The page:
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W.F Health Dept. provides testing of well water for human use

By Missy Hodgin
A&M AgriLife Extension Agent

I have received some questions lately about water well testing, such as How to test, where to send the sample, what to test for and what do the results mean?  The Soil, Water and Forage Testing Laboratory through Texas A&M AgriLife Extension Service will only test water for livestock or irrigation purposes.  They do no test water for human consumption.  Locally, water wells used for human drinking water can be tested through the Wichita Falls Health Department.

TAMAgVCmgWater testing is performed Monday through Thursday; samples must be received prior to 3 p.m.  The laboratory provides free sterile and buffered collection bottles.  These are the only containers in which samples will be accepted.  The fee for Total Coliform and Private Water Well Samples is $15 per sample.  More information can be found on their website at http://www.WichitaFallstx.gov.

Private wells do not serve public water systems and are therefore largely unregulated.  For domestic water well owners there are no federal or state requirements for monitoring drinking water quality as these are for public water supply systems.  Likewise, there are no “right to know” reports informing well owners of the quality of their drinking water and no requirements for treatment.

The U.S. Environmental Protection Agency (EPA) has set two categories of standards for public drinking water – primary standards and secondary standards.  Primary standards are set for contaminants that when consumed can harm human health.  Secondary standards regulate contaminants that are a nuisance but do not harm human health, such as those that cause offensive taste, odor, corrosion, foaming or staining.  While these standards are for public water supplies, we can use them to compare our private water well tests.

The most common problem associated with ground water may by hardness, generally associated with an abundance of calcium and/or magnesium dissolved in the water.  Hard water has not been shown to cause health problems but can be a nuisance as it may cause soap curds and deposits to form on pipes and other plumbing fixtures.  Over time, this can reduce the diameter of pipes.  People with heart or circulatory problems may want to consult their physician before drinking softened water, because the softening process removes calcium and magnesium and adds sodium to the water.  There is no EPA drinking water standards set for calcium or magnesium; they are included in TDS.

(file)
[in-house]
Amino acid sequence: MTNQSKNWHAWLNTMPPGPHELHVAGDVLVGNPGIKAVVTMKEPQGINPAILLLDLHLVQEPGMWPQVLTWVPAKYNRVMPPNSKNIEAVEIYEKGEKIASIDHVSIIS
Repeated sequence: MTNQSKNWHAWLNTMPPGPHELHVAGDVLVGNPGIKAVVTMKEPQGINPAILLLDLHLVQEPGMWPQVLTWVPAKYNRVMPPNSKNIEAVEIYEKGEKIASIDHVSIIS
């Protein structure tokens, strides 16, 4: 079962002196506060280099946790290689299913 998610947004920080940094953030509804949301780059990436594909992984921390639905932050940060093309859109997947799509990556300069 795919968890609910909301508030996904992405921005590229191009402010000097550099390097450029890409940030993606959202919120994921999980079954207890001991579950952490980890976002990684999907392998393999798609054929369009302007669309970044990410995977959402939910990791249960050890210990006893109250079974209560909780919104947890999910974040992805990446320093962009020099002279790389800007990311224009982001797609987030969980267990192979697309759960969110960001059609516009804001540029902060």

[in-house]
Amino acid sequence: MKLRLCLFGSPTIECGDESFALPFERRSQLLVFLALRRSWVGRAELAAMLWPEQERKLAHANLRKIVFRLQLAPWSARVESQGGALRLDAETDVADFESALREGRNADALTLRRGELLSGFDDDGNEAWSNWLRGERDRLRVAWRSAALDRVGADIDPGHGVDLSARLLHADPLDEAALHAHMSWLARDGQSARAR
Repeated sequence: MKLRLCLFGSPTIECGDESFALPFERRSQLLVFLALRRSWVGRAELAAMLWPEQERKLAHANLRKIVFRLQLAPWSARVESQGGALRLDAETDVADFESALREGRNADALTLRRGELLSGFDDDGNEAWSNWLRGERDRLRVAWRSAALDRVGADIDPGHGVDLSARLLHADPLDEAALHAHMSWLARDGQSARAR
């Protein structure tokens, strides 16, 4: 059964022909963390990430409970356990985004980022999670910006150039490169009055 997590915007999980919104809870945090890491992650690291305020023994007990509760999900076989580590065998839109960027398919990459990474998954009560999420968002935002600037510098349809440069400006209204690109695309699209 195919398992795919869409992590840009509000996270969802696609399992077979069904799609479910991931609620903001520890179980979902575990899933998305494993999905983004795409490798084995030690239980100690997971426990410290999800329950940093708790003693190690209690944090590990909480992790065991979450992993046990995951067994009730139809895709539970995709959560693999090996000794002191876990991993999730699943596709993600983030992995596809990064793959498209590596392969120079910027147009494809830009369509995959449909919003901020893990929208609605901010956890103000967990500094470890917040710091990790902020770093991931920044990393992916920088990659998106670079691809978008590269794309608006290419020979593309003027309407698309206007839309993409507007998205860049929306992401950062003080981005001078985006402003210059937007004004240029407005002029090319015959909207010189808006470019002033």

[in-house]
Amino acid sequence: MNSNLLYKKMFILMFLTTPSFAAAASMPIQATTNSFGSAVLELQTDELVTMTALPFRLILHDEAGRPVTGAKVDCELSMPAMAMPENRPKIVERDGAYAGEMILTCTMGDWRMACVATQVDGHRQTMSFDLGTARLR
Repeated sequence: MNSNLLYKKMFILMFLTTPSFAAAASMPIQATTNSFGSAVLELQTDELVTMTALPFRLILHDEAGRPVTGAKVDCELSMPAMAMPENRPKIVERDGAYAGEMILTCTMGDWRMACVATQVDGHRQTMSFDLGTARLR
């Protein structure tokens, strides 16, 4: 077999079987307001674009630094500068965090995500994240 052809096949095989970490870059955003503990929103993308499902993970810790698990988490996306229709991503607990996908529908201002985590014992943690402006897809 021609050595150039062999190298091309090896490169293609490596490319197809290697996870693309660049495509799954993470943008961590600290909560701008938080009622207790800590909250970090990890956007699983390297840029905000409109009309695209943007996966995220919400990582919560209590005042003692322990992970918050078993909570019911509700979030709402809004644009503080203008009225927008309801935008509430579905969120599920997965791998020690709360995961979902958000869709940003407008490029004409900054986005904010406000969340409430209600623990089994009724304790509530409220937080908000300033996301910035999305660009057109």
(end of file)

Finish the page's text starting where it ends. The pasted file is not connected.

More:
A “rusty” or metallic taste in water is a result of iron, and sometimes manganese, in ground water.  They may not only create a bad taste, but they also can stain pipes and clothing.  Iron and manganese are naturally occurring, and most ground water has some amount of dissolved iron and manganese in it.  The secondary standard for iron is 0.3 ppm.

Most nitrogen in ground water comes from the atmosphere.  Some plants can “attach” nitrogen from the atmosphere onto their roots.  The nitrogen not used by plants is then released into the soil.  Nitrogen compounds also can work their way into ground water through fertilizers, manure and urine from farm animals, sewage and landfills.  The most common forms in groundwater are ammonia, nitrate and nitrite.  Nitrates can be especially toxic to children under six months of age.

Sulfur can occur in groundwater in two forms: sulfides and sulfates.  Sulfates often come from the dissolving of minerals, such as gypsum and anhydrite.  A “rotten egg” smell coming from your water indicates the presence of hydrogen sulfide gas.  Along with creating an unpleasant odor and taste, sulfides cause corrosion to plumbing and darkened water.  Sulfur in an amount greater than 250 ppm can cause diarrhea.

Total dissolved solids are the concentration of all dissolved minerals in water.  It is the direct measurement of the interaction between minerals and ground water.  TDS levels above 1,000 mg/L will usually yield poor tasting water.  Levels above 2,000 mg/L are considered undrinkable due to taste, and levels more than 10,000 mg/L are defined as undrinkable.  The EPA secondary drinking water standard is 500 ppm.

Sodium is dissolved from rock, salts and soil.  It is also found in oil-field brine, sea water, industrial brine and reclaimed effluent water, etc.  Moderate amounts of sodium have little effect on the usefulness of water; however, persons on low sodium diets should consult their physician for levels above 20 ppm. The Secondary Water Standard is also 20 ppm.

Other water analysis parameters include pH and Conductivity.  Water with high acidity may dissolve iron from pumping facilities and mains and produce a “red water” problem.  The EPA secondary drinking water standards for pH are 6.5 to 8.5.  Conductivity is an indicator of salinity.  High conductivity is an indication of TDS.  This value should only be used as an initial screening parameter.  Other individual characteristics should be evaluated when conductivity levels are high.  A current limit is not established for domestic water.  Concern over soil salinity is greatest when irrigating with water high in salts, where soils are poorly drained and allow for excessive surface evaporation, or where soils are naturally high in salts due to limited leaching and shallow water tables.  As soluble salt levels increase, plant utilization of soil water often declines.

For a complete list of water quality parameters or for more information about water testing, contact the A&M AgriLife Extension office of Clay County at (940) 538-5042.


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The Pioneer Sentinel is an online newspaper designed to deliver the news of Clay County, Texas, in a concise and community-friendly format.


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